Too Stupid to Live—the worst possible criticism. The brand on the forehead of idiotic protagonists that just can’t be ignored. The sign that the reader really, really hates your character and hopes that they won’t survive till the last page.
Today I ask what, really, is TSTL Syndrome? Gut instinct says that it’s a problem with characterization, because the ire of the reader gets focused on the offending character. But I suggest that TSTL is merely a symptom of other afflictions in a book—and not just one.
Here’s an example:
This post by Sean Kennedy (who is Australian) will be controversial but when have I ever steered away from controversy? Sean does have a point, but GBLT allies may feel that they, and the work they have done to advance the cause of gay rights, are not appreciated. However I would like you to read Sean’s post with an open mind and as usual, your comments are welcome, but please be polite.
This is going to be a difficult subject to talk about, because when we talk about privilege and allydom feathers always get ruffled. But I think it is important that these issues get discussed.
I guess I’m really bringing this up because this week the Macklemore song Same Love actually got to #1 on the Australian charts. My first reaction was, “Great!”
And I still think it’s great. A song about gay rights at the top of the charts? Fucking awesome! Especially seeing how gay marriage is an issue of contention and one frequently brought up by voters despite both sides of government refusing to allow it – and although approximately 63% of voters are said to be in favour of it.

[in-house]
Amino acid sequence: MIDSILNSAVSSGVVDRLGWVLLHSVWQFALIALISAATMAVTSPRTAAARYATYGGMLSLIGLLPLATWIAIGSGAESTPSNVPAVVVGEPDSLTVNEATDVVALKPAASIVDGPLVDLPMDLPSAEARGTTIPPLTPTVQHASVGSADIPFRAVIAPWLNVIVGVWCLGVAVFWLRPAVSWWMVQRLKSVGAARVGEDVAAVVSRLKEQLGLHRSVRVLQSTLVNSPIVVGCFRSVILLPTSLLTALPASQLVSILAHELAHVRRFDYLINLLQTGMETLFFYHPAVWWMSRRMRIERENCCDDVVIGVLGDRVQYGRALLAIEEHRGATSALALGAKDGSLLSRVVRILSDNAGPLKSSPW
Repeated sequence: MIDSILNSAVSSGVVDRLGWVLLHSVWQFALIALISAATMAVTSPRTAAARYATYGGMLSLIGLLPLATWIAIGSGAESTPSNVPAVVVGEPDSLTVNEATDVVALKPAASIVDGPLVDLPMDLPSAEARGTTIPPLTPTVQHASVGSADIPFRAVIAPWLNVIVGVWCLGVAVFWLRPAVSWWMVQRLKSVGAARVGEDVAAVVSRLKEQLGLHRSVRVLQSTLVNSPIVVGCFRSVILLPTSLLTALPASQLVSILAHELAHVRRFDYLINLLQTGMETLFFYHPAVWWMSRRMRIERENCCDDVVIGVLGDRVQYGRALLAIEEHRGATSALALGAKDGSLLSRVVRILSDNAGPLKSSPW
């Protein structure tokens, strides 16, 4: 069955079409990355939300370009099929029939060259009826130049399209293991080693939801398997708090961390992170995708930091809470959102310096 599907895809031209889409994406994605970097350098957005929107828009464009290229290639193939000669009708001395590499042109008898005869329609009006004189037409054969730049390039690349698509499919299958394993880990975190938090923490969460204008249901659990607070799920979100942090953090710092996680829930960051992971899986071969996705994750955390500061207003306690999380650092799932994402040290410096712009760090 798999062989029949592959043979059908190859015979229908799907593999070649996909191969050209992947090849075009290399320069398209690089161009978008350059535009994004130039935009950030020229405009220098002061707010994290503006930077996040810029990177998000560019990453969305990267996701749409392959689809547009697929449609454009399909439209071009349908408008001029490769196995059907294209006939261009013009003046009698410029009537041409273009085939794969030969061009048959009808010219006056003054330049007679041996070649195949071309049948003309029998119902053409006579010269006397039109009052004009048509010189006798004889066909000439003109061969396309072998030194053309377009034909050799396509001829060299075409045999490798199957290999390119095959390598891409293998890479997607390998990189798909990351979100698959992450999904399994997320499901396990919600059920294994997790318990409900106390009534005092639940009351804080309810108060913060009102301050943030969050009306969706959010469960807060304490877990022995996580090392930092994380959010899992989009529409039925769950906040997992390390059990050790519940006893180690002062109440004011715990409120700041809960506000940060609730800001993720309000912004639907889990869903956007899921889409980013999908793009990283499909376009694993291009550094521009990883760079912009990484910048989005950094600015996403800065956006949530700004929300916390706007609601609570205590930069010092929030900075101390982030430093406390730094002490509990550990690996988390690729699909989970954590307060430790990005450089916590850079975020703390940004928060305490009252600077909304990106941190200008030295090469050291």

But then I began to think about it a little more.
Rick R. Reed has been a valued contributor to this website for a number of years. I am one of his biggest fans and I have been reviewing his books since 2008. When I asked Rick to write a few pieces for our series Ins and Outs of M/M Romance a couple years ago he was most gracious and produced a number of helpful articles for new authors. I can’t recall any time that I asked Rick to write an essay for the site when he has turned me down. Now he has accepted a new challenge. He has agreed to be a regular Author Contributor on the site starting this week, joining Josh Lanyon, Jordan Castillo Price, Nicole Kimberling and Ethan Day. Aunt Lynn, Christian and I wish to welcome Rick in his new capacity and hope you will too..